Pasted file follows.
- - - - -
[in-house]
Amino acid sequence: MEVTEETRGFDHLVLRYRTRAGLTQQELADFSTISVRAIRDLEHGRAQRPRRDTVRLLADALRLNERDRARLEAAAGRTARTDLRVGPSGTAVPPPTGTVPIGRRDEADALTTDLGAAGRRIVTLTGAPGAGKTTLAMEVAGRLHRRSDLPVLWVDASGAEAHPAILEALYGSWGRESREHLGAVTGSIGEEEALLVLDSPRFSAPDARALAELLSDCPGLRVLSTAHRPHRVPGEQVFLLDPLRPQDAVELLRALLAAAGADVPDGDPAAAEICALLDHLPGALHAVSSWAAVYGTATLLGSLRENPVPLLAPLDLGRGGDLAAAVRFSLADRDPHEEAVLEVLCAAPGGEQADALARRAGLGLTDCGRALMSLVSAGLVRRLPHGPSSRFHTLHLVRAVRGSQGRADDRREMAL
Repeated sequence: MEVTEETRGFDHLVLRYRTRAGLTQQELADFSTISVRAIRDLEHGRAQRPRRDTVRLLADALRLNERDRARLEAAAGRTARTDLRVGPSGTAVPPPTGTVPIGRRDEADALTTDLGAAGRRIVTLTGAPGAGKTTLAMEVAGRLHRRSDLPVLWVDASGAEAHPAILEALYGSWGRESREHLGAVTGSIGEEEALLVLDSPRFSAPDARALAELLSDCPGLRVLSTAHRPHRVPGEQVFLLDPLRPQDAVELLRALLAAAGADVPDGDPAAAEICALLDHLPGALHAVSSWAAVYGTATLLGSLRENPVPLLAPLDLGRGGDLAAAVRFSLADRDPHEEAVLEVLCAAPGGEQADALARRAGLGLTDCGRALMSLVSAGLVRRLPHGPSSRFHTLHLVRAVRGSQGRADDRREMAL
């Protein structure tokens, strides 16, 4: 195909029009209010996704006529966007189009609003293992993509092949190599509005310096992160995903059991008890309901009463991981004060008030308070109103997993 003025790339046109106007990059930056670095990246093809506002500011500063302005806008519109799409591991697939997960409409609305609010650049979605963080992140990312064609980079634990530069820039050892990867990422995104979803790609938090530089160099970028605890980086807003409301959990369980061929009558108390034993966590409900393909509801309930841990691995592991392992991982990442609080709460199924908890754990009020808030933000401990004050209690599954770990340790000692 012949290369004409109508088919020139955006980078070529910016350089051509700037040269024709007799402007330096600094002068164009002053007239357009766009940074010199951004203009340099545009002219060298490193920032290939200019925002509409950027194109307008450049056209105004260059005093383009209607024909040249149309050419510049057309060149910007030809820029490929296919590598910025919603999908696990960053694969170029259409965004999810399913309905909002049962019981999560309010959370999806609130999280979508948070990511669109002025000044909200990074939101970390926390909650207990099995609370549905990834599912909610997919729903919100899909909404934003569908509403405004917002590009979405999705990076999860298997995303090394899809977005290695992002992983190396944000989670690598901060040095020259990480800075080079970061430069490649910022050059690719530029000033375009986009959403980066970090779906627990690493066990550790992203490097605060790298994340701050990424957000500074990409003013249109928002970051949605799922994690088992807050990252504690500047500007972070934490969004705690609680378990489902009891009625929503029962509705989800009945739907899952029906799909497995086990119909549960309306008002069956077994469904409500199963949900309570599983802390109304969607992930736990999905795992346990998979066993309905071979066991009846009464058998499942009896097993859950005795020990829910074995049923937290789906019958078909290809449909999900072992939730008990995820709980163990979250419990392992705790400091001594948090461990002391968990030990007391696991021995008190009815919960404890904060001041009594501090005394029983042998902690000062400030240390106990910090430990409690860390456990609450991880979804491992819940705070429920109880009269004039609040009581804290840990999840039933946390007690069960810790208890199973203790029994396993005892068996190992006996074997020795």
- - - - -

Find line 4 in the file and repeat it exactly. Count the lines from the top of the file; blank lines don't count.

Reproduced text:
């Protein structure tokens, strides 16, 4: 195909029009209010996704006529966007189009609003293992993509092949190599509005310096992160995903059991008890309901009463991981004060008030308070109103997993 003025790339046109106007990059930056670095990246093809506002500011500063302005806008519109799409591991697939997960409409609305609010650049979605963080992140990312064609980079634990530069820039050892990867990422995104979803790609938090530089160099970028605890980086807003409301959990369980061929009558108390034993966590409900393909509801309930841990691995592991392992991982990442609080709460199924908890754990009020808030933000401990004050209690599954770990340790000692 012949290369004409109508088919020139955006980078070529910016350089051509700037040269024709007799402007330096600094002068164009002053007239357009766009940074010199951004203009340099545009002219060298490193920032290939200019925002509409950027194109307008450049056209105004260059005093383009209607024909040249149309050419510049057309060149910007030809820029490929296919590598910025919603999908696990960053694969170029259409965004999810399913309905909002049962019981999560309010959370999806609130999280979508948070990511669109002025000044909200990074939101970390926390909650207990099995609370549905990834599912909610997919729903919100899909909404934003569908509403405004917002590009979405999705990076999860298997995303090394899809977005290695992002992983190396944000989670690598901060040095020259990480800075080079970061430069490649910022050059690719530029000033375009986009959403980066970090779906627990690493066990550790992203490097605060790298994340701050990424957000500074990409003013249109928002970051949605799922994690088992807050990252504690500047500007972070934490969004705690609680378990489902009891009625929503029962509705989800009945739907899952029906799909497995086990119909549960309306008002069956077994469904409500199963949900309570599983802390109304969607992930736990999905795992346990998979066993309905071979066991009846009464058998499942009896097993859950005795020990829910074995049923937290789906019958078909290809449909999900072992939730008990995820709980163990979250419990392992705790400091001594948090461990002391968990030990007391696991021995008190009815919960404890904060001041009594501090005394029983042998902690000062400030240390106990910090430990409690860390456990609450991880979804491992819940705070429920109880009269004039609040009581804290840990999840039933946390007690069960810790208890199973203790029994396993005892068996190992006996074997020795």